Susan Esty Appointed Director of Wellness Education for Next School Year

Etsy believes incorporating wellness into all aspects of student life is crucial.

Wellness education surrounds Andover students both inside and outside of classes. Susan Esty, the current designer of wellness education at Andover, was appointed the Director of Wellness Education for next fall, a new position at Andover.

Esty, along with the four course heads representing each grade, Aya Murata, Associate Director in College Counseling; Erin Strong, Instructor in Theatre and Dance; Anny Candelario-Escobar, Instructor in Mathematics, Statistics, and Computer Science; and Taylor Ware, Associate Director in College Counseling will work together to develop the empathy, balance, and inclusion classes.

Beginning with alcohol and drug education in the 80s, according to Esty, wellness education has expanded to address self care and life issues, such as in Personal and Community Education classes. The Andover community is taught to think about oneself and others through wellness education.

“I think we felt that there’s a lot of new programming that we are providing for our students that is requiring more and more coordination. We have so many folks on campus who are really excited and qualified to do this work, and we felt that we were needing a champion of wellness… Just as we have a medical director and a director of psychological services, it made sense to have a director of wellness education too,” said Jennifer Elliott ’94, Dean of Students and Residential Life.

Esty is trying to identify students’ needs and engage with community partners to develop the curriculum. As of now, Juniors are taking Foundations, a program similar to P.A.C.E. designed for Juniors, during their English red dot period and will take Endeavors next year as Lowers.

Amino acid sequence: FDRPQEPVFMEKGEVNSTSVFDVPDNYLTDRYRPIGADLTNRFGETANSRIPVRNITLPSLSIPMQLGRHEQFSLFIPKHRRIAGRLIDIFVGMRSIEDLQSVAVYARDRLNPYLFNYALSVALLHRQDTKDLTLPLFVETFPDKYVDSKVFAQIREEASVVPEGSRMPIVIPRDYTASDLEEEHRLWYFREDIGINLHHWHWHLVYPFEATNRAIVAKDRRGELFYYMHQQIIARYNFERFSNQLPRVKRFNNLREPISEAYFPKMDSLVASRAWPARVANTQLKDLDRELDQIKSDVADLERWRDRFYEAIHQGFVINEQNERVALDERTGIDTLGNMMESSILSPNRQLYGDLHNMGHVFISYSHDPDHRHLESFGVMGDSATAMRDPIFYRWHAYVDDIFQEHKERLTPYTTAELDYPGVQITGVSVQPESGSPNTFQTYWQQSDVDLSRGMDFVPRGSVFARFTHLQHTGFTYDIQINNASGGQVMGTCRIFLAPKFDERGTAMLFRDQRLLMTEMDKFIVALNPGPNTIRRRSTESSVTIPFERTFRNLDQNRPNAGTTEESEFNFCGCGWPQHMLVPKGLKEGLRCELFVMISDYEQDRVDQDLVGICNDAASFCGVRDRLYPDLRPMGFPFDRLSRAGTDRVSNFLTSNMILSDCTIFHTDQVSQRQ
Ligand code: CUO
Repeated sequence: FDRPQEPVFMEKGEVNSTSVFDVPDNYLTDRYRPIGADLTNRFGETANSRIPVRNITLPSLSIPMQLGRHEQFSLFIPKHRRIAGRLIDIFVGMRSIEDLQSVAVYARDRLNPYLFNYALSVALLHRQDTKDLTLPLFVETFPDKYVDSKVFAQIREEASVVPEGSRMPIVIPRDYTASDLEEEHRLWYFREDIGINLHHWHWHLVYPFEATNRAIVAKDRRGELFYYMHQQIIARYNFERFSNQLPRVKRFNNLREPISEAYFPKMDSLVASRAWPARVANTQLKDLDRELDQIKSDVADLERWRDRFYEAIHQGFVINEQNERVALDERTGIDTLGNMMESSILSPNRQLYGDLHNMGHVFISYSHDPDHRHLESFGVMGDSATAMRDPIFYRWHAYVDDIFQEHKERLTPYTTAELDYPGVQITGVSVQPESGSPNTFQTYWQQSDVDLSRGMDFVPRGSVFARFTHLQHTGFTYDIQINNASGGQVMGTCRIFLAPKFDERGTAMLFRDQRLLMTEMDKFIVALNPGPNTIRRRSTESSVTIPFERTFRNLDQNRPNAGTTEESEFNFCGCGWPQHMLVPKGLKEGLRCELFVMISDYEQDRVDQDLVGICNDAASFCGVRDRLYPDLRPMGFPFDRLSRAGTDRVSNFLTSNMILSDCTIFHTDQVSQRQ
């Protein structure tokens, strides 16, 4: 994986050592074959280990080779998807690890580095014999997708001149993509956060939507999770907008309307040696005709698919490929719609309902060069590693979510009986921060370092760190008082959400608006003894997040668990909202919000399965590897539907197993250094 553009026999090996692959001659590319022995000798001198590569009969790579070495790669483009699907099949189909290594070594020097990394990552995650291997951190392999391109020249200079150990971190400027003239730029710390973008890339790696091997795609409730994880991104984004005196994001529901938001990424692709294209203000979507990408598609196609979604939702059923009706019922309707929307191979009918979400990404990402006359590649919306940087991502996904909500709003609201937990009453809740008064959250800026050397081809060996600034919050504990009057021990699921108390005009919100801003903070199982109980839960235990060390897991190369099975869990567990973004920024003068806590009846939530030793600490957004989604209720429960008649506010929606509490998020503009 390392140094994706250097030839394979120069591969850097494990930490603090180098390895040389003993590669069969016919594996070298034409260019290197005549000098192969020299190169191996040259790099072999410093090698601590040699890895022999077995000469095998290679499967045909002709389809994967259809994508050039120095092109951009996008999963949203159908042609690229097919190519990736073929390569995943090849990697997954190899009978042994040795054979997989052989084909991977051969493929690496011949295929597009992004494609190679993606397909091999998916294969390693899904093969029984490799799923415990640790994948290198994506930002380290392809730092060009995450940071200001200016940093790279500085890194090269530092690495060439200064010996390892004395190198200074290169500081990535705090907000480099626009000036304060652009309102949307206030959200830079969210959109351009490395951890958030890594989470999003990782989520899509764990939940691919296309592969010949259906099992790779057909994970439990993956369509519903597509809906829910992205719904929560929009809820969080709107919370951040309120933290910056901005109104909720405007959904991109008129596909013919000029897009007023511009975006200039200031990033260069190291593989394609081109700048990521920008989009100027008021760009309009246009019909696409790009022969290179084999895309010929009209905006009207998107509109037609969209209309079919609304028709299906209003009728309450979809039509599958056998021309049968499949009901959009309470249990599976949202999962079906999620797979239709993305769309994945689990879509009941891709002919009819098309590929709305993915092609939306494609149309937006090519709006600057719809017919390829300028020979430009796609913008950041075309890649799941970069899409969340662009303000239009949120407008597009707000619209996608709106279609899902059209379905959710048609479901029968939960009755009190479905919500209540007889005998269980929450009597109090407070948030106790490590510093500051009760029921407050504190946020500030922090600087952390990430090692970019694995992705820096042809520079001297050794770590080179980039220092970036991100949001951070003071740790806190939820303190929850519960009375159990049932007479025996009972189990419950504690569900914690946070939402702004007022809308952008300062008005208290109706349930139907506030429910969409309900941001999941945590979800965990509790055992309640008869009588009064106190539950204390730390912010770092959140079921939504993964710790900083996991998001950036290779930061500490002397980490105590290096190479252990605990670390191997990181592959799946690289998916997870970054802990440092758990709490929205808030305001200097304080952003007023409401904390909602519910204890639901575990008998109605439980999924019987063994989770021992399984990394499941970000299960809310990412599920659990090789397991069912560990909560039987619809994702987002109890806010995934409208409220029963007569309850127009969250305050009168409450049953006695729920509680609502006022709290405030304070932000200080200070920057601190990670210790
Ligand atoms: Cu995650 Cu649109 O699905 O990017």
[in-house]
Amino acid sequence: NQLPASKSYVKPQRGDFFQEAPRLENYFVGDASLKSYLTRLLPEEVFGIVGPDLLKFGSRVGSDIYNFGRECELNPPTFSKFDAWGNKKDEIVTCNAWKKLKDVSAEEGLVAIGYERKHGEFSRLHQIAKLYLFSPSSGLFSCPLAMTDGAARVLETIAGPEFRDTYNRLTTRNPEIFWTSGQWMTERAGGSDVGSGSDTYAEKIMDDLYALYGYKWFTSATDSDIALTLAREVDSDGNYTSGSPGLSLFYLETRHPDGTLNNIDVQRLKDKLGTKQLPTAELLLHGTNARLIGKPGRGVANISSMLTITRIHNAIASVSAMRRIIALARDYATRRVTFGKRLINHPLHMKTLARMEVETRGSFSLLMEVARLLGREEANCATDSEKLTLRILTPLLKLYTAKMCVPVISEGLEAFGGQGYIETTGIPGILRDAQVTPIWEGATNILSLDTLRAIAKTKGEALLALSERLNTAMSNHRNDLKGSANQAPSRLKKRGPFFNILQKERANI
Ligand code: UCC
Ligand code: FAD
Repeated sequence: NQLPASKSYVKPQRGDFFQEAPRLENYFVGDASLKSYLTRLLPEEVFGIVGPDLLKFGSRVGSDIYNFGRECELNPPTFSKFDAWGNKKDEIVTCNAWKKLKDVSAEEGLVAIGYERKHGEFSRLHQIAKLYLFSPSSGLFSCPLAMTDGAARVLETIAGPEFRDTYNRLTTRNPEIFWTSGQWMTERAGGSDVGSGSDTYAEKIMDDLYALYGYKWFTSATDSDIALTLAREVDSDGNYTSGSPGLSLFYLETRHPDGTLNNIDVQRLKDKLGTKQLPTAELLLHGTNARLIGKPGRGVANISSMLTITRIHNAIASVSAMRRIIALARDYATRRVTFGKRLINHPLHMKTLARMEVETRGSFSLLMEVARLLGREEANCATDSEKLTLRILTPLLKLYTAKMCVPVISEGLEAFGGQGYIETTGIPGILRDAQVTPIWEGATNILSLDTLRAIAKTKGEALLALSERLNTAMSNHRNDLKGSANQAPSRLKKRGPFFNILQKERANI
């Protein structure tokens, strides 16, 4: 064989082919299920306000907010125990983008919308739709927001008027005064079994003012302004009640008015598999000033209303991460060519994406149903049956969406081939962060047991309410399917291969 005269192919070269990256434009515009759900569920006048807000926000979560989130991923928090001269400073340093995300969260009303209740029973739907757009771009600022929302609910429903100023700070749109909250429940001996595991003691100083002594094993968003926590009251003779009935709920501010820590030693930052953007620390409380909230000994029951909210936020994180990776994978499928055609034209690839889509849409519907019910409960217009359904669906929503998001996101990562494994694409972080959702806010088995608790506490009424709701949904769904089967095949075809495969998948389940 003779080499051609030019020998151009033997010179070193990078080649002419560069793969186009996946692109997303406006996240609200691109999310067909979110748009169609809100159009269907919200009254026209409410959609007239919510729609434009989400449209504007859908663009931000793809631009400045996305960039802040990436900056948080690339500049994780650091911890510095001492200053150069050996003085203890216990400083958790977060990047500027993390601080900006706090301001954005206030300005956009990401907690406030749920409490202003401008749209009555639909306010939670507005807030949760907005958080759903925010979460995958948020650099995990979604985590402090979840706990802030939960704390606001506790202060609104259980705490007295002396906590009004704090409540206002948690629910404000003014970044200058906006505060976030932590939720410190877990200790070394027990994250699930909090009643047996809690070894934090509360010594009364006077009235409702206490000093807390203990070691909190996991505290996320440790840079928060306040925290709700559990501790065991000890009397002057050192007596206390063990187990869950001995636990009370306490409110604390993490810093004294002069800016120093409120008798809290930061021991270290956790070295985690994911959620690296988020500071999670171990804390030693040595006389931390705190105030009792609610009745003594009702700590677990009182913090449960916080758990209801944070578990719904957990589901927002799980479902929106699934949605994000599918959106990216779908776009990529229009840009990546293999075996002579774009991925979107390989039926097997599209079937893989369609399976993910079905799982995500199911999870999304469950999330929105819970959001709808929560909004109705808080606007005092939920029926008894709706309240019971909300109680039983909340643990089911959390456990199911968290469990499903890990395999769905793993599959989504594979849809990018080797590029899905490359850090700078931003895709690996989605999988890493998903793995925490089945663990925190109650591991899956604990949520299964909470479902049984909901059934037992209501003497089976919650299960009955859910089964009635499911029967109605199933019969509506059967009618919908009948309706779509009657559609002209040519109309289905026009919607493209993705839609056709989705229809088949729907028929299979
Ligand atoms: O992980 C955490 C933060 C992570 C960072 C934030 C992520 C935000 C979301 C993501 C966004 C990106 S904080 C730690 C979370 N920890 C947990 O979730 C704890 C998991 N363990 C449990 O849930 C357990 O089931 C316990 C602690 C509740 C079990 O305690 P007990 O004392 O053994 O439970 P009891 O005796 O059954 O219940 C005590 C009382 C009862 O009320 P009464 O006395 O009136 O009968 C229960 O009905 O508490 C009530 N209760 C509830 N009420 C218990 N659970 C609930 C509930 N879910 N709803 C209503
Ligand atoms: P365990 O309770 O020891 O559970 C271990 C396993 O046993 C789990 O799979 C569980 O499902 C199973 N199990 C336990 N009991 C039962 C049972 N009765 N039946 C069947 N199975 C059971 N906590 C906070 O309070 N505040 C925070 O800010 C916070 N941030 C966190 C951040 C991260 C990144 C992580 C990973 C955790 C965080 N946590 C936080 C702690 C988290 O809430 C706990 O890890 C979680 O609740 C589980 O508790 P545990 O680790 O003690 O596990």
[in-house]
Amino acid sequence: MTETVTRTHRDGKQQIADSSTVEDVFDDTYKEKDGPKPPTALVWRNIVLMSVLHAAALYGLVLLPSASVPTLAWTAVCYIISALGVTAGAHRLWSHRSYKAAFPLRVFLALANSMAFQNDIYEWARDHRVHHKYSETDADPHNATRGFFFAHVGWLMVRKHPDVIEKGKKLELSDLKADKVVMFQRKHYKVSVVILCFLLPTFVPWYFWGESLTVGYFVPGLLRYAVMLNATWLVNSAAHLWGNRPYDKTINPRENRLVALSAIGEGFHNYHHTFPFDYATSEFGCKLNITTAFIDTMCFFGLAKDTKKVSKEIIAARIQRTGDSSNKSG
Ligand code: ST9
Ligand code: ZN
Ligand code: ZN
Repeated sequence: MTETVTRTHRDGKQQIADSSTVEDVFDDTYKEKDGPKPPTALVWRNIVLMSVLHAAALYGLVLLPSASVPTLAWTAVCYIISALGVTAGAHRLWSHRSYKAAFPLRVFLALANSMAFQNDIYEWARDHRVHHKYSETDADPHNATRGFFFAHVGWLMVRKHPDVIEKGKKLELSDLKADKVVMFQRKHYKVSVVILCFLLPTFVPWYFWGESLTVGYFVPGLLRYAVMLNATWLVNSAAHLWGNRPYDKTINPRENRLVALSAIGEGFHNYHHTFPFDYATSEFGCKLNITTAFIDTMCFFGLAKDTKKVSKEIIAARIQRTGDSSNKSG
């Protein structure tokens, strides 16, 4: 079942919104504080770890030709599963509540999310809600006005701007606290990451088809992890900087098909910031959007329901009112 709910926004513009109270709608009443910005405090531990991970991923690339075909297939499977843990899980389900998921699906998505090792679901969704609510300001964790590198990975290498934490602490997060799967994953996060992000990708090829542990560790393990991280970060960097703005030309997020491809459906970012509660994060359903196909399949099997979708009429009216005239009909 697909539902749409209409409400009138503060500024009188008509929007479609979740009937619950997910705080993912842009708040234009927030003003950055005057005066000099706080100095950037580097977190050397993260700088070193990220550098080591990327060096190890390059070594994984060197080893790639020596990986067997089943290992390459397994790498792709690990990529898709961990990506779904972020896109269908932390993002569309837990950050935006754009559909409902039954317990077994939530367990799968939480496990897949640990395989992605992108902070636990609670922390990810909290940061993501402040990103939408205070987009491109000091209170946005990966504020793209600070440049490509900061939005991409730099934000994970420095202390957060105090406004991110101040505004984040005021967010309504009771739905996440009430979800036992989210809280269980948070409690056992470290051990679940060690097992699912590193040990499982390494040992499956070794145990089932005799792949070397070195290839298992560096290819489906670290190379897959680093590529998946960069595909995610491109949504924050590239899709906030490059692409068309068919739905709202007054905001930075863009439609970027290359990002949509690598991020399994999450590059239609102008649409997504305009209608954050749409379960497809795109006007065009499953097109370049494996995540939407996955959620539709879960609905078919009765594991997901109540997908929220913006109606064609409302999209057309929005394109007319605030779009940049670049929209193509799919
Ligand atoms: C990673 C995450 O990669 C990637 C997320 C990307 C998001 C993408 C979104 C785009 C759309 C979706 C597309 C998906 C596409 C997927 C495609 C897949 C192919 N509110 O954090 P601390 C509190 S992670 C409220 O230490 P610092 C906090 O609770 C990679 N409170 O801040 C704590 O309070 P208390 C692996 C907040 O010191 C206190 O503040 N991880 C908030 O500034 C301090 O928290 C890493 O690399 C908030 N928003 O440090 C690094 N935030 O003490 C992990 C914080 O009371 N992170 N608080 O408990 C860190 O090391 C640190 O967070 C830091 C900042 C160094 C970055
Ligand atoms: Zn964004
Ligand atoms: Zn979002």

“I think the importance of [wellness education] is reminding everybody in this community that we have to learn about it and think about it like any other topic in our lives… Even though those are skills that we may have, we don’t always practice them. Or maybe there are skills we haven’t developed because they’re not traditionally academic topics,” said Esty.

Etsy is a trained counselor and a school administrator who has experience in the field of social justice programming and health. She also ran an advising program at another independent school and has developed a lot of wellness curriculum from there.

“She had a real wealth of first hand experience coming to Andover, and this past year, Dr. Esty has done a tremendous job working directly with students and partnering with colleagues in all parts of campus to be thinking about wellness in a broad sense and also in a direct and deliberate sense,” said Elliott.

Esty said that she wants to find synergy and bridge different parts of campus such as the office of Community and Multicultural Development, the Brace Center, Rebecca M. Sykes Wellness Center, where she works now, academic classes, and more. She also wants to continue working with the athletic department, which has been incorporating wellness education into the Physical Education curriculum for decades, according to Esty.

According to Elliott, the community around wellness education is thinking about how a four year program during the day can be deliberately incorporated into students’ lives, complemented by the residential and advising programs. She wishes to establish a shared vocabulary with the Andover community around wellness.

When asked about what she looks forward to in undertaking the role of Director of Wellness Education, Esty said, “I feel so passionately about wellness that what I look forward to is just spreading the word around this campus. There are many opportunities for students and I think we get really busy and don’t always stop and smell the roses… I see my role as a bridge between different groups and a partner with lots of different people.”